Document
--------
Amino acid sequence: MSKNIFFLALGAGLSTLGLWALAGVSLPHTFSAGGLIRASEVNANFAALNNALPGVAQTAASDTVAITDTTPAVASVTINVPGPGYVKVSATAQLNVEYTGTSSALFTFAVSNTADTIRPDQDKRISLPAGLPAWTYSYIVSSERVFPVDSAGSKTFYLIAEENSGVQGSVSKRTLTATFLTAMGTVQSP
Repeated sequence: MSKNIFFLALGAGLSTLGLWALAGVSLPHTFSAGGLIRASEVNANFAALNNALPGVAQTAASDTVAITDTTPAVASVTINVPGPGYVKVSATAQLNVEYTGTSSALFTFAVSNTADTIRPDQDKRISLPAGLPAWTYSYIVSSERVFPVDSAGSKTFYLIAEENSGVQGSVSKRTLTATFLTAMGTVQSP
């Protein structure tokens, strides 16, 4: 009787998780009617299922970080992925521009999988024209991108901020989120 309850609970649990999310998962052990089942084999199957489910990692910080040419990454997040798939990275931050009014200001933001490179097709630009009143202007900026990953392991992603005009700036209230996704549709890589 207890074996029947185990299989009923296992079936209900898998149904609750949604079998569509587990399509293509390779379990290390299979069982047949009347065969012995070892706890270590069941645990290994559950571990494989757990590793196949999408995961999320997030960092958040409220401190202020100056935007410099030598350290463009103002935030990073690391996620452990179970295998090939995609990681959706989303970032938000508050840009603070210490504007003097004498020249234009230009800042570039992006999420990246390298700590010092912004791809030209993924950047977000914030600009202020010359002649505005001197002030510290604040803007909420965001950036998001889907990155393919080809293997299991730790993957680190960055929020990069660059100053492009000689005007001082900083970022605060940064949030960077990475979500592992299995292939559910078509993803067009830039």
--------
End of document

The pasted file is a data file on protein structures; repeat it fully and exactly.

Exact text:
Amino acid sequence: MSKNIFFLALGAGLSTLGLWALAGVSLPHTFSAGGLIRASEVNANFAALNNALPGVAQTAASDTVAITDTTPAVASVTINVPGPGYVKVSATAQLNVEYTGTSSALFTFAVSNTADTIRPDQDKRISLPAGLPAWTYSYIVSSERVFPVDSAGSKTFYLIAEENSGVQGSVSKRTLTATFLTAMGTVQSP
Repeated sequence: MSKNIFFLALGAGLSTLGLWALAGVSLPHTFSAGGLIRASEVNANFAALNNALPGVAQTAASDTVAITDTTPAVASVTINVPGPGYVKVSATAQLNVEYTGTSSALFTFAVSNTADTIRPDQDKRISLPAGLPAWTYSYIVSSERVFPVDSAGSKTFYLIAEENSGVQGSVSKRTLTATFLTAMGTVQSP
């Protein structure tokens, strides 16, 4: 009787998780009617299922970080992925521009999988024209991108901020989120 309850609970649990999310998962052990089942084999199957489910990692910080040419990454997040798939990275931050009014200001933001490179097709630009009143202007900026990953392991992603005009700036209230996704549709890589 207890074996029947185990299989009923296992079936209900898998149904609750949604079998569509587990399509293509390779379990290390299979069982047949009347065969012995070892706890270590069941645990290994559950571990494989757990590793196949999408995961999320997030960092958040409220401190202020100056935007410099030598350290463009103002935030990073690391996620452990179970295998090939995609990681959706989303970032938000508050840009603070210490504007003097004498020249234009230009800042570039992006999420990246390298700590010092912004791809030209993924950047977000914030600009202020010359002649505005001197002030510290604040803007909420965001950036998001889907990155393919080809293997299991730790993957680190960055929020990069660059100053492009000689005007001082900083970022605060940064949030960077990475979500592992299995292939559910078509993803067009830039």